GREAT FALLS — Ricci Lea Castellanos of Cascade, suspected of fraudulently obtaining federal student financial aid by using the names of other people to enroll at Great Falls College-MSU and then using those identities to receive financial aid, is facing several federal charges.
Castellanos, 34 years old, appeared in federal court in Great Falls on Tuesday, April 12, 2022, on conspiracy, fraud and identity theft crimes, U.S. Attorney Leif Johnson said in a news release.
Prosecutors allege that between January 2016 and December 2019, Castellanos enrolled unwitting family members and others in online classes at Great Falls College. When doing so, Castellanos and others applied for and received Federal Student Aid totaling about $126,219, none of which was allowed.
The indictment also alleges that Castellanos and others fraudulently used and submitted multiple American Indian Tuition Waivers. To support such applications, Castellanos and others created and used false tribal enrollment forms from Native American Tribes, all of which were designed to result in larger student living expense refunds, and which were then diverted by Castellanos and others.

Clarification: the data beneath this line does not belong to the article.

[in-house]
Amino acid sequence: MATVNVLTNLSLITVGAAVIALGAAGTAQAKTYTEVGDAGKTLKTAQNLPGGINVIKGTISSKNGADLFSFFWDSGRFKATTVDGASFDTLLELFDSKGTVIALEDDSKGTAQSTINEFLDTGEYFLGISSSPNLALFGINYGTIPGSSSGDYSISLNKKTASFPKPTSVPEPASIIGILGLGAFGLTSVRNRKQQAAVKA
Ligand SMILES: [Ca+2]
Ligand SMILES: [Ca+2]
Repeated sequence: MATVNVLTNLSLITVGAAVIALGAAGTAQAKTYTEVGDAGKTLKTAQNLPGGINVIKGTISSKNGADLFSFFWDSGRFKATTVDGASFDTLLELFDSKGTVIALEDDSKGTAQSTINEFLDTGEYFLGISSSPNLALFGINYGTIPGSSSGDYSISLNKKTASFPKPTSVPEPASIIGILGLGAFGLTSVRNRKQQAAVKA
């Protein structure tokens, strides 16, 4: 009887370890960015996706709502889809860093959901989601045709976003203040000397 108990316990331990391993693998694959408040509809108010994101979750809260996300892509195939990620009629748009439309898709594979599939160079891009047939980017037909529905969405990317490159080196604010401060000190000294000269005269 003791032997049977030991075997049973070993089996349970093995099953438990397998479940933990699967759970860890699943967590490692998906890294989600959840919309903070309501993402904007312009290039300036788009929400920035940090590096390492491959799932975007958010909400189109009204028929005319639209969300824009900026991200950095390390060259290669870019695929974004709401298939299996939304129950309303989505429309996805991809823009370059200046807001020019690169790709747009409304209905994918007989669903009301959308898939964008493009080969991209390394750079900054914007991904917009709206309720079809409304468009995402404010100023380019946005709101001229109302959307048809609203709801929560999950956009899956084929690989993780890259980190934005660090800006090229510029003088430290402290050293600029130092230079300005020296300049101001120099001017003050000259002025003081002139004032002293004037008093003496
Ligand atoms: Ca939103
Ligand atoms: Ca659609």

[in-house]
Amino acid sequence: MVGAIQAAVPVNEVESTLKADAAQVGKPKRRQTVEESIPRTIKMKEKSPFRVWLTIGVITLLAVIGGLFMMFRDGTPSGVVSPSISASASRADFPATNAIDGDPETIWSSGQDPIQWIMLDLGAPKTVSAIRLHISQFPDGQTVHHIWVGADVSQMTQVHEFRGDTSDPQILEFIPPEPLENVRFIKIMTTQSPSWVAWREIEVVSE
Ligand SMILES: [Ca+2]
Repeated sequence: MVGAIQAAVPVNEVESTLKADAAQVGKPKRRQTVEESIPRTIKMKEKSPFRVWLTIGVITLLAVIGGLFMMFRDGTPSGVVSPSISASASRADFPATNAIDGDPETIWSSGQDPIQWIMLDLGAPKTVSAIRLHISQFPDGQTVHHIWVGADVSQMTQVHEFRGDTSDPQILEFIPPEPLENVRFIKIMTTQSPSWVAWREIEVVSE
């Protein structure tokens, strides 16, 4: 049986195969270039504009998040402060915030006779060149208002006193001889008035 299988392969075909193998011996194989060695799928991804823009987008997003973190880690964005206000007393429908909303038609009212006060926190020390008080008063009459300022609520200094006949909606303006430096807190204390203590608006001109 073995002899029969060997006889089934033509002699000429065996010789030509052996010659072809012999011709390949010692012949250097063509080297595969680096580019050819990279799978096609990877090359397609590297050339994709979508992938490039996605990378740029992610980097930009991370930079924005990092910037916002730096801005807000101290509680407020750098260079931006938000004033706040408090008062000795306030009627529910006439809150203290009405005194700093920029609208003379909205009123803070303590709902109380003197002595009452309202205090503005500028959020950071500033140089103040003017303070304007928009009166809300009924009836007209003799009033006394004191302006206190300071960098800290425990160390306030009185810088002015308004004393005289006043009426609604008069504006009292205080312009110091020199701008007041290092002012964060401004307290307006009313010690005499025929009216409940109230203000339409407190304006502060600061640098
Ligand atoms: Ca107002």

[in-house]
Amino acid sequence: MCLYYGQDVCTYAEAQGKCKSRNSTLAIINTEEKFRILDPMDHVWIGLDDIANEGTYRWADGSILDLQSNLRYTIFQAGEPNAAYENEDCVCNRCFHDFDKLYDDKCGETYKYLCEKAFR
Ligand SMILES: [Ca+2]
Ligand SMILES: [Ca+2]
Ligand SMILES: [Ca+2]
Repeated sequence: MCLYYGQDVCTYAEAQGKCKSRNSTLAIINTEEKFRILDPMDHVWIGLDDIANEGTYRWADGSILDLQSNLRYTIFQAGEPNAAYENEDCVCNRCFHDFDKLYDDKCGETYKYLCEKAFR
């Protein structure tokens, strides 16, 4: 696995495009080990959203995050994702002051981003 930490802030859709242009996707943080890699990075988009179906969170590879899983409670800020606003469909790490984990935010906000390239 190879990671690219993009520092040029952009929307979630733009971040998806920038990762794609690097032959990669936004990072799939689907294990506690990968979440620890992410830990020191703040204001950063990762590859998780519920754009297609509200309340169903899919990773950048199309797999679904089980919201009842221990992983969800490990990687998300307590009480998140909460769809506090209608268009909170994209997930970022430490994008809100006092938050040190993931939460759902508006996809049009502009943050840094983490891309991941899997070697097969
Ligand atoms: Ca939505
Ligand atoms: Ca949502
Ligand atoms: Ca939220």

Castellanos pleaded not guilty to a 14-count indictment charging her with conspiracy to commit wire fraud, wire fraud, aggravated identity theft, and student financial aid fraud.
U.S. Magistrate Judge John Johnston presided; Castellanos was released pending further proceedings.
The news release notes that an indictment is merely an accusation, and the defendant is presumed innocent until proven guilty beyond a reasonable doubt in a court of law.
Assistant U.S. Attorney Ryan Weldon is prosecuting the case, which was investigated by the Department of Education Office of Inspector General.
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